My phenomenological journey of authentic-self at Clay Field Therapy

I had never heard about Clay Field Therapy (CFT) until I came across it towards the end of 2015, I felt an inquisitive desire to seek therapy, I wanted to test this Clay Field therapy. Being desperate, I wanted to try any form of therapy as long as my feeling of inadequacy or “lacking in confidence” is no longer an issue in my life. For far too long I have been “stuck in a web of insecurity and fear of rejection. The Clay Field Therapy sessions alluding to “here and now” experiences have enabled me to regain my authentic self. In essence, phenomenologically speaking, CFT has given me back my life at the age of 56; thus, my challenge is directed towards any age group who has given up trying many different therapies out there; choose clay field therapy (CFT) before “throwing in the towel” as your last resort. As for me, I have gained self-confidence and a high self-esteem, and more importantly, I now communicate in an assertive manner without any inhibitions conceivably as stumbling blocks in my life!

I am a 56 year old mother of six adult children and have been married to my husband now for 32 years. My ethnicity is Papua New Guinean, but I am now an Australian citizen together with my nuclear family for about 10 years since. Last year (2015) I completed my bachelor’s degree in counselling (Coaching). The journey I ventured into was mainly to develop self-awareness in order to build my authentic self in areas of social ineptness. Hence, any opportunity I get is beneficial towards my self-discovery.

Inevitably, to have an unfounded fear of being judged can render one incapable of developing a healthy self-esteem and self-confidence and that was who I had been. On the contrary, I developed a coping mechanism which is an unconscious habit of displaying positive traits like ‘being a people pleaser; or considering other people’s needs before my own for example. One may conclude that “my happiness depends on other people’s happiness.” I have always lived my life pleasing people because of fear of rejection and negative judgment. These behavioral attitudes compounded a mild form of APD in my life.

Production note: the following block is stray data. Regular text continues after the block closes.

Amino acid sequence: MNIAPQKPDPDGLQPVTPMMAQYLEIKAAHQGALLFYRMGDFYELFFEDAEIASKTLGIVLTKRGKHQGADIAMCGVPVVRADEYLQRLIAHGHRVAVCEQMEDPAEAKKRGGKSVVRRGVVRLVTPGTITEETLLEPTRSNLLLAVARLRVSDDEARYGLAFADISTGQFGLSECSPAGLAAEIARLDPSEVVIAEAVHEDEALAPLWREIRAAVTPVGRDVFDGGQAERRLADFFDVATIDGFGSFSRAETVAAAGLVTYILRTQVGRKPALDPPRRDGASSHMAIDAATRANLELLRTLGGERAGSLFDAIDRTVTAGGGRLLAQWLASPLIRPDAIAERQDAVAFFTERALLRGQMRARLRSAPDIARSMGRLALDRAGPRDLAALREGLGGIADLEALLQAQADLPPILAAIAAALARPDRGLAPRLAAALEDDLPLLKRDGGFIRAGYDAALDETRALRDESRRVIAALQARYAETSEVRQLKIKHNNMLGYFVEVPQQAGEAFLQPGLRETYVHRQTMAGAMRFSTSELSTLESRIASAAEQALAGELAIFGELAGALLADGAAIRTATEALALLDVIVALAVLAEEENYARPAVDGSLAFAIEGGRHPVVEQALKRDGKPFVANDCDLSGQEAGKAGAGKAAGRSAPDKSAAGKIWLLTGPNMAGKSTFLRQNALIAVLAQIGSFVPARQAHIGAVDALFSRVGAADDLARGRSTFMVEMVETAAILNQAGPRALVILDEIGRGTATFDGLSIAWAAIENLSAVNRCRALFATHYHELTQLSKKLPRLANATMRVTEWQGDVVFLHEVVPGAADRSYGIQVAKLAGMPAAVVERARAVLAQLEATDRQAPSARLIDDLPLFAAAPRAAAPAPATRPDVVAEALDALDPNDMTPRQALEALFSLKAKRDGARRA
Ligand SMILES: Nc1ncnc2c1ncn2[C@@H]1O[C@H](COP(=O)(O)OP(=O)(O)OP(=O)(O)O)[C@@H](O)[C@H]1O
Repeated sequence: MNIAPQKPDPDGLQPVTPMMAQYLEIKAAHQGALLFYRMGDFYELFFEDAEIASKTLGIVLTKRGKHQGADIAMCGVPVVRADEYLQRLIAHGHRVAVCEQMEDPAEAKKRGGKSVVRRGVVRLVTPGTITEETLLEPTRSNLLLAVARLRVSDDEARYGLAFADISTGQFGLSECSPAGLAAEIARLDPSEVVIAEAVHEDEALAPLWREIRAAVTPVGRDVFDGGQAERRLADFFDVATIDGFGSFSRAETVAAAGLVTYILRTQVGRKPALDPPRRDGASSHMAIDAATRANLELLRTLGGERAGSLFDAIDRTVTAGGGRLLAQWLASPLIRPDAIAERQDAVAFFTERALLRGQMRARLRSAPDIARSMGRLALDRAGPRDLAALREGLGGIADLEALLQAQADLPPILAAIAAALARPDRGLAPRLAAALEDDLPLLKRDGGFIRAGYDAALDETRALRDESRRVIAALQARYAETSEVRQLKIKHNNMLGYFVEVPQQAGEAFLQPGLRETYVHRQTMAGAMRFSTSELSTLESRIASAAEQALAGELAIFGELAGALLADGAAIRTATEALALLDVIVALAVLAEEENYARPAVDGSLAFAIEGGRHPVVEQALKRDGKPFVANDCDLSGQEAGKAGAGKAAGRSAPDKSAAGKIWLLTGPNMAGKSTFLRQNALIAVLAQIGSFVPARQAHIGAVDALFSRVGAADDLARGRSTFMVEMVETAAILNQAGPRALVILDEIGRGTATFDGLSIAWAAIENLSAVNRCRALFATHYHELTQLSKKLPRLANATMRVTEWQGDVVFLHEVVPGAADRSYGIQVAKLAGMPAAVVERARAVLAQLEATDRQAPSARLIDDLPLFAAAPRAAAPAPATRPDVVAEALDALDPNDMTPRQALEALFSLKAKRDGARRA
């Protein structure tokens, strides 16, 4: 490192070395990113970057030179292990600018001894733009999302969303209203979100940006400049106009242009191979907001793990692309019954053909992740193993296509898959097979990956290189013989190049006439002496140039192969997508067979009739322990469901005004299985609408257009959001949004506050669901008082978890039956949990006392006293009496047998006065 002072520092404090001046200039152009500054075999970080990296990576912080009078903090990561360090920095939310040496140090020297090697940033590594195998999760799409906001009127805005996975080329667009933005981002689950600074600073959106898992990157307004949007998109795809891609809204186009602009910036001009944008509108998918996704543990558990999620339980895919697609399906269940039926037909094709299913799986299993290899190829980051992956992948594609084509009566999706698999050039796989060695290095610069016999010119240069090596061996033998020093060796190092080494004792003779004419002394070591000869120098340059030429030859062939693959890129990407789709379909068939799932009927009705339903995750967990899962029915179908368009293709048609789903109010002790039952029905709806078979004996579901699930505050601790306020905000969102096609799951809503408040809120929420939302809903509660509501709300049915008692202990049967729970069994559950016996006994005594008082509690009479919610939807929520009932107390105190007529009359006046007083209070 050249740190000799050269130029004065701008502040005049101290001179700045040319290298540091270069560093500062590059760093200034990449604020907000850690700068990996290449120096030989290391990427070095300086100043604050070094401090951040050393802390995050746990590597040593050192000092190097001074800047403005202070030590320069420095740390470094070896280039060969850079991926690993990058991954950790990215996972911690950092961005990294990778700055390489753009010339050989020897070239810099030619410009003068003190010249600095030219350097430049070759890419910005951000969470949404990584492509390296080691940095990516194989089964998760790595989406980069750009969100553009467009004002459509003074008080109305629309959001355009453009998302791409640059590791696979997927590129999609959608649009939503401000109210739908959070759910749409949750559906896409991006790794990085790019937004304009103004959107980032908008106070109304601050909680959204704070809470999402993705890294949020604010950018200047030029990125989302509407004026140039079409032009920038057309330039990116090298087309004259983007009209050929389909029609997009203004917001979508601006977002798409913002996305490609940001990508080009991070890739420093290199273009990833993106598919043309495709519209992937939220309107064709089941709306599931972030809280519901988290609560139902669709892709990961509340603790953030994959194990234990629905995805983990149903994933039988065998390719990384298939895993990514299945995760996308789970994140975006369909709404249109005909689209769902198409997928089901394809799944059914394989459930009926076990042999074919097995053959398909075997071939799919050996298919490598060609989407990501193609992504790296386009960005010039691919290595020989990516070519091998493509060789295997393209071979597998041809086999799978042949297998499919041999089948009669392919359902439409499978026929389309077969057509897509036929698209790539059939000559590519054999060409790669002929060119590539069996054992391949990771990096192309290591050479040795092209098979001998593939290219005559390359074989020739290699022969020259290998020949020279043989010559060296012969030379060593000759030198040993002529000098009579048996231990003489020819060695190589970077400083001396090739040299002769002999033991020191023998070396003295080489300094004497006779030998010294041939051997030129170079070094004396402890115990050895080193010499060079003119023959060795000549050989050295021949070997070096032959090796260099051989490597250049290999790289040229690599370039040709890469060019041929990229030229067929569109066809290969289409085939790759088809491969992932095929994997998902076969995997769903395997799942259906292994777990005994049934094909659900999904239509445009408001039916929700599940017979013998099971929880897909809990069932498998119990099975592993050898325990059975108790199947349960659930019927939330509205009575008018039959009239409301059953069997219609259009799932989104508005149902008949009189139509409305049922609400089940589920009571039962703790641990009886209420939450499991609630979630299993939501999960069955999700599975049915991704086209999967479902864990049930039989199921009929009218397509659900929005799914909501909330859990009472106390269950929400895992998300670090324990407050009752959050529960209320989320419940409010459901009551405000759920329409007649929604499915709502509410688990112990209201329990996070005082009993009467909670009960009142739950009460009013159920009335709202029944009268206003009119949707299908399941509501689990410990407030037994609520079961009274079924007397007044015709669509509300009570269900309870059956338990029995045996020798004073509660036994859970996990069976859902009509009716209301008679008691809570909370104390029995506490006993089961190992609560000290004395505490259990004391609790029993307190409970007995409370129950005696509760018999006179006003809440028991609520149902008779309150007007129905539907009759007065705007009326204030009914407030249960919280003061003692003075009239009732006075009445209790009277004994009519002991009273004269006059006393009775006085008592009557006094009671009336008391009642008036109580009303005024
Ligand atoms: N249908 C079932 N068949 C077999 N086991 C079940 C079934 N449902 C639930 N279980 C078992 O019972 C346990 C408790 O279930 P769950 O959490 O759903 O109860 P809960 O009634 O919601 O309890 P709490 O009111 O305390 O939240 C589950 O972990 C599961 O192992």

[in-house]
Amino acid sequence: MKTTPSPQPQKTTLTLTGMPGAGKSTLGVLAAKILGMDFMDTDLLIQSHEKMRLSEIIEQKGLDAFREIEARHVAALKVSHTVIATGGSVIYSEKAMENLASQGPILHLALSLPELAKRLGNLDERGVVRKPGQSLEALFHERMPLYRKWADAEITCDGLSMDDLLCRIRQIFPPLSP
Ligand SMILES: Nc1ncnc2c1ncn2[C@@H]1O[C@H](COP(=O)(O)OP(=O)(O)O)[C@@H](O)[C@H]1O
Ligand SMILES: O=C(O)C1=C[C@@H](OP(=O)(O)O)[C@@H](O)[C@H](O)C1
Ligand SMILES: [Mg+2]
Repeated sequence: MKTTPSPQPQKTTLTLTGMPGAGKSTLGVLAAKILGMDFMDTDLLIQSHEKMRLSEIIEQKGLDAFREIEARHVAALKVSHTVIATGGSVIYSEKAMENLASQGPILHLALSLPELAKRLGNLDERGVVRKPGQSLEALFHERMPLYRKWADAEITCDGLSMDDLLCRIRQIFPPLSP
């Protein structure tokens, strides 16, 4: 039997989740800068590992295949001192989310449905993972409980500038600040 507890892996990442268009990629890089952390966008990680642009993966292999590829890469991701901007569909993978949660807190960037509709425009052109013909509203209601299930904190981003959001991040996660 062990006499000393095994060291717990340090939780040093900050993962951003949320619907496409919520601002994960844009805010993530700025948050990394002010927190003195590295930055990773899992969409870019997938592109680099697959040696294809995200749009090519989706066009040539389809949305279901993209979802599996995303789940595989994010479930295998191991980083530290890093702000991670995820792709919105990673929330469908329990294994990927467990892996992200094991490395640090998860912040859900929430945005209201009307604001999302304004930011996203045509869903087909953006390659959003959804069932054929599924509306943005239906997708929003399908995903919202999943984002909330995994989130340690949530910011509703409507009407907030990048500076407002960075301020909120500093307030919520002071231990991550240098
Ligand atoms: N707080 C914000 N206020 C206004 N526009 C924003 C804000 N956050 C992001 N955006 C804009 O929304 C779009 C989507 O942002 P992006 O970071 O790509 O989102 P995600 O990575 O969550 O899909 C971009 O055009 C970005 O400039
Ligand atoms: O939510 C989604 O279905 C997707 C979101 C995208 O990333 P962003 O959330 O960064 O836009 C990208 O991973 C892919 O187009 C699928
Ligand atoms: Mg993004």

To highlight my point, I was adopted at

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just two weeks old and that is where I believe the insecurity stems from. Growing up as a child I reflect, I was always fearful of strangers. My adoptive parents were not always around and too often they would ask other people to take care of me for long periods. I remember my adoptive mother and sister would sometimes abuse me physically and verbally call me abusive names. The only person who I trusted and who protected me was my adoptive father. If my adoptive father was not around I would hide in the bush or the pig’s pen which was under the house until someone finds me. I had nowhere else to hide and be comforted especially when my father was not around.

Nevertheless, I have always believed that there were still setbacks and arrested developmental stages in my life. Even though, I have had various theoretical counselling sessions whereby the therapist applied techniques such as family systems, psychodynamic, CBT, and mindfulness techniques to help me invigorate self-confidence and self-esteem, nothing really sifted psychologically. Hence, I have gained a lot of head knowledge about my setbacks but in reality my feelings and behavior have not changed.